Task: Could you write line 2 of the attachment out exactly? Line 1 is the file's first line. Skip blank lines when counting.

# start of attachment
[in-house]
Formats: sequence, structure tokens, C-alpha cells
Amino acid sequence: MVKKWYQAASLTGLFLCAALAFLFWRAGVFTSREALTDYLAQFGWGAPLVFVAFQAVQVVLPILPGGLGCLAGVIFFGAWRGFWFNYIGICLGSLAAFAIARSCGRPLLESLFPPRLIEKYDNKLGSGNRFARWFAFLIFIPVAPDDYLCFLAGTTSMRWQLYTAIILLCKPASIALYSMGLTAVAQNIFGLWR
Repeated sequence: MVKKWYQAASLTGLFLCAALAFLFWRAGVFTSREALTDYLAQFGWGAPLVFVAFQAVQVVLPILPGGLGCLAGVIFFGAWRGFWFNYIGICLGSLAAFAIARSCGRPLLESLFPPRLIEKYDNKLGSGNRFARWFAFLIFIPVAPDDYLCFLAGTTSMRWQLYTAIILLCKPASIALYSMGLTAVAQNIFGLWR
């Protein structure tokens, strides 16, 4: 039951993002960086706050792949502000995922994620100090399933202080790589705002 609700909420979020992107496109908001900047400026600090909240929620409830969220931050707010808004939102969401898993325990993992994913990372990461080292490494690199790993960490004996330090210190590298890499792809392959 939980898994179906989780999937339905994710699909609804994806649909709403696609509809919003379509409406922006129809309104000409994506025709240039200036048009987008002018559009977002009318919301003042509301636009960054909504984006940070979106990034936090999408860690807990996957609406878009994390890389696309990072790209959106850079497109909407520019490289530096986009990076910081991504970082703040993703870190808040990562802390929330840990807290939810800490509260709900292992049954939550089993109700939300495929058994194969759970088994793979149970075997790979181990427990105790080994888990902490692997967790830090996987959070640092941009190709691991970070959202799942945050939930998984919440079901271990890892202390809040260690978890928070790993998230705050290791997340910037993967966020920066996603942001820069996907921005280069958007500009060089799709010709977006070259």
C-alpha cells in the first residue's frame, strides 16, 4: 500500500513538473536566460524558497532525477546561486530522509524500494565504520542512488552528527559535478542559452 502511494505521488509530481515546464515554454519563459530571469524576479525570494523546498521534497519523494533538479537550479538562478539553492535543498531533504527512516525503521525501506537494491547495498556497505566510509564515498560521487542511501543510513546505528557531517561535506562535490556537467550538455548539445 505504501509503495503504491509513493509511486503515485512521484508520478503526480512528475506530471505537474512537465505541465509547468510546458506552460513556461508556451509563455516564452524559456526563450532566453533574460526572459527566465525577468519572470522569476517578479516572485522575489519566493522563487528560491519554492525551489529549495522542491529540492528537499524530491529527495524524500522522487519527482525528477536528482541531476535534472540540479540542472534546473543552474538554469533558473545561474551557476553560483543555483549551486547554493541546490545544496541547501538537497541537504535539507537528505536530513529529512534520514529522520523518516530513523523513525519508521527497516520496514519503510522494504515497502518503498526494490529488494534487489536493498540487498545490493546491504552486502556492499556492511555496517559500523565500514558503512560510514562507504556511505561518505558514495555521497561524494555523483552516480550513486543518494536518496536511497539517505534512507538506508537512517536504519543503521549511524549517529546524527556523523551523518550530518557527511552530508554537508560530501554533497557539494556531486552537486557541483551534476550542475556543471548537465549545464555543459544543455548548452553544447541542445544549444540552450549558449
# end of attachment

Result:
Formats: sequence, structure tokens, C-alpha cells